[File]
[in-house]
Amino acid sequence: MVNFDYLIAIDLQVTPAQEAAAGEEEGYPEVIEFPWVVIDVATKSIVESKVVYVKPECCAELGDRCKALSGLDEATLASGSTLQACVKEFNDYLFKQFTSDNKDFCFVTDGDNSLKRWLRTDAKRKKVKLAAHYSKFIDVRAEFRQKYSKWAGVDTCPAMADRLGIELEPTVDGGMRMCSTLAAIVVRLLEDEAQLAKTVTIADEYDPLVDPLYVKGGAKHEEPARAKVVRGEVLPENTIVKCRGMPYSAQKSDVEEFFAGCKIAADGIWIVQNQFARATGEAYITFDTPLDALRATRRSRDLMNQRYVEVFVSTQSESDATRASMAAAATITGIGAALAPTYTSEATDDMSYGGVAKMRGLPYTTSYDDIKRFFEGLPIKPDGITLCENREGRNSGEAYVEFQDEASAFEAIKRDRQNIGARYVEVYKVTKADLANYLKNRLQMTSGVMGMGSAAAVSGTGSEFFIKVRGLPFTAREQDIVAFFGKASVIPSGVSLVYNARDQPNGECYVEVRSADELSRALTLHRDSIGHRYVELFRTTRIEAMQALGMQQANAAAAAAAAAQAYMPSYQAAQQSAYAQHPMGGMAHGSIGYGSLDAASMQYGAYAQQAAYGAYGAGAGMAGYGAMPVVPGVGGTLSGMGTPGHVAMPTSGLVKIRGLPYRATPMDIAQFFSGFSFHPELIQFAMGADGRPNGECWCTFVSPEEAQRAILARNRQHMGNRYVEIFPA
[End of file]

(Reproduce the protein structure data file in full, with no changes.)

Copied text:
[in-house]
Amino acid sequence: MVNFDYLIAIDLQVTPAQEAAAGEEEGYPEVIEFPWVVIDVATKSIVESKVVYVKPECCAELGDRCKALSGLDEATLASGSTLQACVKEFNDYLFKQFTSDNKDFCFVTDGDNSLKRWLRTDAKRKKVKLAAHYSKFIDVRAEFRQKYSKWAGVDTCPAMADRLGIELEPTVDGGMRMCSTLAAIVVRLLEDEAQLAKTVTIADEYDPLVDPLYVKGGAKHEEPARAKVVRGEVLPENTIVKCRGMPYSAQKSDVEEFFAGCKIAADGIWIVQNQFARATGEAYITFDTPLDALRATRRSRDLMNQRYVEVFVSTQSESDATRASMAAAATITGIGAALAPTYTSEATDDMSYGGVAKMRGLPYTTSYDDIKRFFEGLPIKPDGITLCENREGRNSGEAYVEFQDEASAFEAIKRDRQNIGARYVEVYKVTKADLANYLKNRLQMTSGVMGMGSAAAVSGTGSEFFIKVRGLPFTAREQDIVAFFGKASVIPSGVSLVYNARDQPNGECYVEVRSADELSRALTLHRDSIGHRYVELFRTTRIEAMQALGMQQANAAAAAAAAAQAYMPSYQAAQQSAYAQHPMGGMAHGSIGYGSLDAASMQYGAYAQQAAYGAYGAGAGMAGYGAMPVVPGVGGTLSGMGTPGHVAMPTSGLVKIRGLPYRATPMDIAQFFSGFSFHPELIQFAMGADGRPNGECWCTFVSPEEAQRAILARNRQHMGNRYVEIFPA